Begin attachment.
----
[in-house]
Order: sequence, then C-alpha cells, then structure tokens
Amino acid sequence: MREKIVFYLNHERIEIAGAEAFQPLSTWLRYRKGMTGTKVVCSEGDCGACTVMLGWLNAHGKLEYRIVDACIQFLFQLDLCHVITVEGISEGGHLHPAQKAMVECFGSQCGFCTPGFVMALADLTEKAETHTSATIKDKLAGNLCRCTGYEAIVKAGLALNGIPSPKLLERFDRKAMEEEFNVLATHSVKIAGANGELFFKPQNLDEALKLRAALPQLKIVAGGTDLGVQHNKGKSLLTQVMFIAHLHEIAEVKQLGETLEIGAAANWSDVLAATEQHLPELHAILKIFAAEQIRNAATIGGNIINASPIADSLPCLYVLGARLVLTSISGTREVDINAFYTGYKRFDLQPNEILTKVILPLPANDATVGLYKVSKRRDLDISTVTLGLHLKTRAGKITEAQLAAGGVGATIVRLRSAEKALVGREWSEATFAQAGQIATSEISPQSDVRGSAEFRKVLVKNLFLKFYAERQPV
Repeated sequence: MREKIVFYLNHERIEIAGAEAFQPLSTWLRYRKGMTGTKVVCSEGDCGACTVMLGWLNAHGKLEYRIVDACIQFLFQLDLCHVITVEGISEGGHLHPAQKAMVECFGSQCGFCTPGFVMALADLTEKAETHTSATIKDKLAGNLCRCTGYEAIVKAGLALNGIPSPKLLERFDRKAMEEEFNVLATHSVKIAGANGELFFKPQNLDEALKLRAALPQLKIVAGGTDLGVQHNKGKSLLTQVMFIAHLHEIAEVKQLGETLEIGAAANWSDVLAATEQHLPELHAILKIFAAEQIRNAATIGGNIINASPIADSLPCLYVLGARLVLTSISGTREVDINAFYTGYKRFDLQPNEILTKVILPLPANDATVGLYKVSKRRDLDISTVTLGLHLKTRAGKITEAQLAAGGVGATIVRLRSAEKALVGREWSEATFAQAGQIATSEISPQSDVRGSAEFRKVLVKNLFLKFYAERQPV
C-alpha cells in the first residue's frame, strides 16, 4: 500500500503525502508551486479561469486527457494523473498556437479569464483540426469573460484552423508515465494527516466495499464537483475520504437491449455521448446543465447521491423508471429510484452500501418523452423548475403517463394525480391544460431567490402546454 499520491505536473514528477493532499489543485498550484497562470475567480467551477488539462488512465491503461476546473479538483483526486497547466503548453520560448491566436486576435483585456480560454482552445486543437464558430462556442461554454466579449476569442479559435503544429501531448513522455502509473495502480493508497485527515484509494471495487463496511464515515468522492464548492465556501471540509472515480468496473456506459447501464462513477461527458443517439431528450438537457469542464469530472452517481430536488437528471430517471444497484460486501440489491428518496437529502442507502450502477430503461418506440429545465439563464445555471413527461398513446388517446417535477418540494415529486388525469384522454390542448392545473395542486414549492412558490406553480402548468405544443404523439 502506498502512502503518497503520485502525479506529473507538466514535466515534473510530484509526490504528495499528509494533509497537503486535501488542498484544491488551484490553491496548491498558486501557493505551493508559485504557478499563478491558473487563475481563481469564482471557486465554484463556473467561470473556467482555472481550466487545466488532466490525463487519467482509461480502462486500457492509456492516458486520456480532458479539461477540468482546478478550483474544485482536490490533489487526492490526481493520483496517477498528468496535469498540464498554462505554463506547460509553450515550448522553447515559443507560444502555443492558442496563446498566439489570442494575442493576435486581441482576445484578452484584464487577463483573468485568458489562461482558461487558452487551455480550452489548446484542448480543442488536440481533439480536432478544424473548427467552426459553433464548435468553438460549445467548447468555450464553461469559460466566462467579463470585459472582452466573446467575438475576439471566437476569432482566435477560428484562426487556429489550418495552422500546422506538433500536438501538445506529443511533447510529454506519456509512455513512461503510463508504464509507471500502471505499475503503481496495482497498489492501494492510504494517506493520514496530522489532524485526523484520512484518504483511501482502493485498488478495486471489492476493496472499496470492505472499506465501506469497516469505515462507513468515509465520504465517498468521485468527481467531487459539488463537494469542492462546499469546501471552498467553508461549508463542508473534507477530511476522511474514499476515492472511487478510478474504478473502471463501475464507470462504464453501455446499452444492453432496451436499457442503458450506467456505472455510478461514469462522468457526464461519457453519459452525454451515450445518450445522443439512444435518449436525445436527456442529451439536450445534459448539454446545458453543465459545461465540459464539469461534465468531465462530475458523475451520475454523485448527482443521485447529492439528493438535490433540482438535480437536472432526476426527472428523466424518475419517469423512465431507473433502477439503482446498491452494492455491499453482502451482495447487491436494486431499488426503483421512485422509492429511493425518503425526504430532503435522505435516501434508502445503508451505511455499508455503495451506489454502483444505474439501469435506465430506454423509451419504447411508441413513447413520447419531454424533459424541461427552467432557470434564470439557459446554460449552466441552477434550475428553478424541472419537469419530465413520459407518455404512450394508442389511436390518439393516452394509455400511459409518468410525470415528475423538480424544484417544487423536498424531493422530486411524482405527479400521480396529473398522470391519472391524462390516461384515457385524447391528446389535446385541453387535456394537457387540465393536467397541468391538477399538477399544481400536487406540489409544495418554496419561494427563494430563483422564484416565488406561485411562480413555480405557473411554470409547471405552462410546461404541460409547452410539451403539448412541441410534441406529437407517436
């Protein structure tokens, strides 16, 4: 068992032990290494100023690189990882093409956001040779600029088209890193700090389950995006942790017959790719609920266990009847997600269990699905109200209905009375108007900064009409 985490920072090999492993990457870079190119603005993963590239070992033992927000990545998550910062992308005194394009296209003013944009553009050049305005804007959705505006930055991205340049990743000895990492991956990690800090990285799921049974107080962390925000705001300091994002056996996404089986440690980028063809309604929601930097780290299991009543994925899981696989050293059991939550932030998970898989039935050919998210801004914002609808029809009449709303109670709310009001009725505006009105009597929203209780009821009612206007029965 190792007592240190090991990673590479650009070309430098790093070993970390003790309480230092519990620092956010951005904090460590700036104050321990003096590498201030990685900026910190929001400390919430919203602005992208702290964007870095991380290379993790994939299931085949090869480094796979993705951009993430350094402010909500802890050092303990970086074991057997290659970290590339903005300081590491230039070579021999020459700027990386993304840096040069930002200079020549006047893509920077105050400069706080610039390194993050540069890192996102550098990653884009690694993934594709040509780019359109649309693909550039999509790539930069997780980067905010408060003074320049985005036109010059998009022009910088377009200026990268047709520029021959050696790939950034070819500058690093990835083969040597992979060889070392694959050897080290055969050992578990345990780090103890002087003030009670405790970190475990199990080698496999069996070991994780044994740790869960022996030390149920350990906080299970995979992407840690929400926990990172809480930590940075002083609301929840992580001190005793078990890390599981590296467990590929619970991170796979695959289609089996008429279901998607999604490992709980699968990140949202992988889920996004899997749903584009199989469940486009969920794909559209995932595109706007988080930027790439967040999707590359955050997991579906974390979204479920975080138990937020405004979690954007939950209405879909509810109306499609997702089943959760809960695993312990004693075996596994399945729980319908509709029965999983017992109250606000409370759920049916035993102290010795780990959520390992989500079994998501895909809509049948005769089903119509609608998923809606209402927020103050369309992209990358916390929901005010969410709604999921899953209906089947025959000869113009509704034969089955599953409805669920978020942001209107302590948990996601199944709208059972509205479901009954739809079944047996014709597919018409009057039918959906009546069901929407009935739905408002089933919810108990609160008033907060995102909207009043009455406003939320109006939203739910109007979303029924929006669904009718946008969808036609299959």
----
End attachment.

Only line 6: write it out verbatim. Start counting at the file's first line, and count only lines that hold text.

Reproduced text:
């Protein structure tokens, strides 16, 4: 068992032990290494100023690189990882093409956001040779600029088209890193700090389950995006942790017959790719609920266990009847997600269990699905109200209905009375108007900064009409 985490920072090999492993990457870079190119603005993963590239070992033992927000990545998550910062992308005194394009296209003013944009553009050049305005804007959705505006930055991205340049990743000895990492991956990690800090990285799921049974107080962390925000705001300091994002056996996404089986440690980028063809309604929601930097780290299991009543994925899981696989050293059991939550932030998970898989039935050919998210801004914002609808029809009449709303109670709310009001009725505006009105009597929203209780009821009612206007029965 190792007592240190090991990673590479650009070309430098790093070993970390003790309480230092519990620092956010951005904090460590700036104050321990003096590498201030990685900026910190929001400390919430919203602005992208702290964007870095991380290379993790994939299931085949090869480094796979993705951009993430350094402010909500802890050092303990970086074991057997290659970290590339903005300081590491230039070579021999020459700027990386993304840096040069930002200079020549006047893509920077105050400069706080610039390194993050540069890192996102550098990653884009690694993934594709040509780019359109649309693909550039999509790539930069997780980067905010408060003074320049985005036109010059998009022009910088377009200026990268047709520029021959050696790939950034070819500058690093990835083969040597992979060889070392694959050897080290055969050992578990345990780090103890002087003030009670405790970190475990199990080698496999069996070991994780044994740790869960022996030390149920350990906080299970995979992407840690929400926990990172809480930590940075002083609301929840992580001190005793078990890390599981590296467990590929619970991170796979695959289609089996008429279901998607999604490992709980699968990140949202992988889920996004899997749903584009199989469940486009969920794909559209995932595109706007988080930027790439967040999707590359955050997991579906974390979204479920975080138990937020405004979690954007939950209405879909509810109306499609997702089943959760809960695993312990004693075996596994399945729980319908509709029965999983017992109250606000409370759920049916035993102290010795780990959520390992989500079994998501895909809509049948005769089903119509609608998923809606209402927020103050369309992209990358916390929901005010969410709604999921899953209906089947025959000869113009509704034969089955599953409805669920978020942001209107302590948990996601199944709208059972509205479901009954739809079944047996014709597919018409009057039918959906009546069901929407009935739905408002089933919810108990609160008033907060995102909207009043009455406003939320109006939203739910109007979303029924929006669904009718946008969808036609299959």